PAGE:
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ERIC Number: ED586537
Record Type: Non-Journal
Publication Date: 2018
Pages: 74
Abstractor: As Provided
ISBN: 978-0-3559-7001-2
ISSN: EISSN-
Students' Scores and Attendance: A Study of South Dakota Schools with Four-Day Schedules
Dolezal, Dennis W.
ProQuest LLC, Ed.D. Dissertation, University of South Dakota
New ways of managing schools that save money while providing the same quality of education is always a goal. The saving of money is always needed to assure that we make the most of our tax dollars without spending more than is required. The purpose of this quantitative study was to identify the relationship between student test scores from a five-day school week and student test scores from a four-day school week. This study also sought to identify the relationship between student attendance rates for students attending a five-day school week and attendance rates for students attending a four-day school week. Student ACT composite test scores and attendance rates were acquired using statistical information gathered by the state's department of education's website annually. Student ACT composite scores compiled prior to the move to a four day school week were compared to the ACT composite scores compiled during the years the same school followed a traditional five-day school week. School student attendance rates compiled prior to the move to a four day school week were compared to the school student attendance rates compiled during the years the same school followed a traditional five-day school week. Dependent t-tests of reliability were used along with Cohen's d strength tests to compare student ACT Composite test scores and attendance rates before and after the conversion to four-day school weeks. The results of this study show test result and student attendance downward trends that may be worthwhile studying in the future when more examples and more data become available. When the attendance rates of the schools in this study that converted to a four-day school week were averaged together, the attendance rates of the schools in this study went down .13 percent. This was not found to be a significant difference. The ACT Composite test scores of the schools in this study, when averaged together, went down an average of .49 points which was found to be an insignificant difference despite two outlier schools whose scores went down over two points on average. The conversion to a four-day school week may or may not be deemed successful due to the increase in attendance for the schools involved depending on the goal of the school and whether they believe less than half of a point in test score drops is too significant compared to the maximum increase in attendance of 7.9 percent. [The dissertation citations contained here are published with the permission of ProQuest LLC. Further reproduction is prohibited without permission. Copies of dissertations may be obtained by Telephone (800) 1-800-521-0600. Web page: http://www.proquest.com/en-US/products/dissertations/individuals.shtml.]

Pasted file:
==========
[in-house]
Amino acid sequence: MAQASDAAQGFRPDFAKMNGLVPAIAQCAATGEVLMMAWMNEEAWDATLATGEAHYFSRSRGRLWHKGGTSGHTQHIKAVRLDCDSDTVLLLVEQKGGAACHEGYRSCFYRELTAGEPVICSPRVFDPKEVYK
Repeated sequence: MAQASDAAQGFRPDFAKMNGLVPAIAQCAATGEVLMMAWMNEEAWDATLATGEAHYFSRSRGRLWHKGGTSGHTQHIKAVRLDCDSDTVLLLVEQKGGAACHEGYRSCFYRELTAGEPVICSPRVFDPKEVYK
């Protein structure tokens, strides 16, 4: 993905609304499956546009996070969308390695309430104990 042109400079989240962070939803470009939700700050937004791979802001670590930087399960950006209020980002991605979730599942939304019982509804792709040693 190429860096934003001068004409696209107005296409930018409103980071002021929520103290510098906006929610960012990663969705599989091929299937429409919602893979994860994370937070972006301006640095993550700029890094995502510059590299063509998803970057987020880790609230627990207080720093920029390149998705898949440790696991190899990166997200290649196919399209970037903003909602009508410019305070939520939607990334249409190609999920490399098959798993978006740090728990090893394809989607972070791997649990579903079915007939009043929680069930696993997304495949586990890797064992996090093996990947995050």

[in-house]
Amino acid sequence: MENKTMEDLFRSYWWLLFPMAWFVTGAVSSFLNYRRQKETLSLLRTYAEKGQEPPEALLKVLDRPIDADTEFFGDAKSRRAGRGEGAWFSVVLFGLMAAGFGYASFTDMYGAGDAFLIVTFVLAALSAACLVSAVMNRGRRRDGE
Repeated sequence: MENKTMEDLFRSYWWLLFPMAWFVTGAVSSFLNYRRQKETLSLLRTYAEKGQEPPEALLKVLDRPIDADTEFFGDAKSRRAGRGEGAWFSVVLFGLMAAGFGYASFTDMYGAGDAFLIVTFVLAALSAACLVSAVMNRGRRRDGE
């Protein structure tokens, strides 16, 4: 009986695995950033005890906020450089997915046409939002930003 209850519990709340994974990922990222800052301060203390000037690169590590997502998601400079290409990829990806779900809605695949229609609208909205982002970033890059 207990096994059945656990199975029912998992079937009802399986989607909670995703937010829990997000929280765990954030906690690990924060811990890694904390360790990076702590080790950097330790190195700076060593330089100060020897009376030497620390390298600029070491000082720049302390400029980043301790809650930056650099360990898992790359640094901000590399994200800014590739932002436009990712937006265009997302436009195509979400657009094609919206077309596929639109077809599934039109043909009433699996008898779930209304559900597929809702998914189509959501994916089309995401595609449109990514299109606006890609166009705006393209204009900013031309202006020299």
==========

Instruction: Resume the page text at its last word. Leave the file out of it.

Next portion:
ProQuest LLC. 789 East Eisenhower Parkway, P.O. Box 1346, Ann Arbor, MI 48106. Tel: 800-521-0600; Web site: http://www.proquest.com/en-US/products/dissertations/individuals.shtml
Publication Type: Dissertations/Theses - Doctoral Dissertations
Education Level: Higher Education
Audience: N/A
Language: English
Sponsor: N/A
Authoring Institution: N/A
Identifiers - Location: South Dakota
Identifiers - Assessments and Surveys: ACT Assessment